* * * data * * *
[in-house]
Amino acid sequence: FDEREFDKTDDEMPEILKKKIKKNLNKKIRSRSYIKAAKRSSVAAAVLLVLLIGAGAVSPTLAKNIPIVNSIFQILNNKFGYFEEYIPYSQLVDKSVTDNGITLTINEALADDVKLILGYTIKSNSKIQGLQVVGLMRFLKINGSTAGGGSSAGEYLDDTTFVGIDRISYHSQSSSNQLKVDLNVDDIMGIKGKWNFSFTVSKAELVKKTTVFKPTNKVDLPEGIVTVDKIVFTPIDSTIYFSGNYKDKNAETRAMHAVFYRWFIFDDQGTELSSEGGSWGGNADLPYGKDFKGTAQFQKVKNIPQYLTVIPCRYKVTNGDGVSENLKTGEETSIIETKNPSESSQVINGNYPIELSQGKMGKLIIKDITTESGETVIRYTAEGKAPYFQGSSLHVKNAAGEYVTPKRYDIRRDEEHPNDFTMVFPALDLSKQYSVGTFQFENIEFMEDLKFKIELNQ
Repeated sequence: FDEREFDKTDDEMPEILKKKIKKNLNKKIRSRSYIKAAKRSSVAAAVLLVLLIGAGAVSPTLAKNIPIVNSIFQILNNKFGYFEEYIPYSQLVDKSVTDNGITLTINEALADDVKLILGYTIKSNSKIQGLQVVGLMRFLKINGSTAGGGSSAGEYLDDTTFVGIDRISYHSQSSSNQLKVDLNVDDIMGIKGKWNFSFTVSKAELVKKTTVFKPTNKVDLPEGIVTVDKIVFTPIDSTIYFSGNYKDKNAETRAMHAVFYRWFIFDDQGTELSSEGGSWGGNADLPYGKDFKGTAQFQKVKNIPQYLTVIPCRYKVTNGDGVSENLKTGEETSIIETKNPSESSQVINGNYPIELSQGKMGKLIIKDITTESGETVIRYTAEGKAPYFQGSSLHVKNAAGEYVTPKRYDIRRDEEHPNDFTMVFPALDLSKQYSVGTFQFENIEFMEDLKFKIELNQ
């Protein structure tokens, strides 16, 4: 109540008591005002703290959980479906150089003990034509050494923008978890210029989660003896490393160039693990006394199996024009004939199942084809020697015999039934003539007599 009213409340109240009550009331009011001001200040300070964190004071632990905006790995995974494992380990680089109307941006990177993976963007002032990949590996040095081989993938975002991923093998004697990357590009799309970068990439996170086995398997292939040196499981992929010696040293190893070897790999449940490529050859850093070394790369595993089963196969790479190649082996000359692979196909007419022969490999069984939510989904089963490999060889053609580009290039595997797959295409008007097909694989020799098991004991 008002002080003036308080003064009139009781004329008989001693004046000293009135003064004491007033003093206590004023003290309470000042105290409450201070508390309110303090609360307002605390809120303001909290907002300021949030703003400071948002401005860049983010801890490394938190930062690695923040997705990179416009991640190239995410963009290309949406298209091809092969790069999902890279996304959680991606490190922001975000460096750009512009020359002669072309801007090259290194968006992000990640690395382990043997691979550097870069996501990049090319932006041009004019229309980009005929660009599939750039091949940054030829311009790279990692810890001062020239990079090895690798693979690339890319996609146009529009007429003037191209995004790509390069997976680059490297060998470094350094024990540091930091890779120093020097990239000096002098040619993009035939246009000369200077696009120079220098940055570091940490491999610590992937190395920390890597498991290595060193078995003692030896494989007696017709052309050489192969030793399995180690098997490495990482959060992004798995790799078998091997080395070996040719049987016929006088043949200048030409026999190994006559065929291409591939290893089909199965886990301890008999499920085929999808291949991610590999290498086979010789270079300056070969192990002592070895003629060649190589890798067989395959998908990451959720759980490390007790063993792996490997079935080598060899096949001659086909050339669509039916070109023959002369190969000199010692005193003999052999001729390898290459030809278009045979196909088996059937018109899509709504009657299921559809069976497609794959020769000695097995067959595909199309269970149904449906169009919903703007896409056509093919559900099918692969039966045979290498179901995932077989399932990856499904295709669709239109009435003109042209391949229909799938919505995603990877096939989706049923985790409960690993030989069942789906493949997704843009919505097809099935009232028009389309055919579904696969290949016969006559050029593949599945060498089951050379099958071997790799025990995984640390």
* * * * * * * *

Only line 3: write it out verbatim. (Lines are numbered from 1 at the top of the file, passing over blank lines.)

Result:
Repeated sequence: FDEREFDKTDDEMPEILKKKIKKNLNKKIRSRSYIKAAKRSSVAAAVLLVLLIGAGAVSPTLAKNIPIVNSIFQILNNKFGYFEEYIPYSQLVDKSVTDNGITLTINEALADDVKLILGYTIKSNSKIQGLQVVGLMRFLKINGSTAGGGSSAGEYLDDTTFVGIDRISYHSQSSSNQLKVDLNVDDIMGIKGKWNFSFTVSKAELVKKTTVFKPTNKVDLPEGIVTVDKIVFTPIDSTIYFSGNYKDKNAETRAMHAVFYRWFIFDDQGTELSSEGGSWGGNADLPYGKDFKGTAQFQKVKNIPQYLTVIPCRYKVTNGDGVSENLKTGEETSIIETKNPSESSQVINGNYPIELSQGKMGKLIIKDITTESGETVIRYTAEGKAPYFQGSSLHVKNAAGEYVTPKRYDIRRDEEHPNDFTMVFPALDLSKQYSVGTFQFENIEFMEDLKFKIELNQ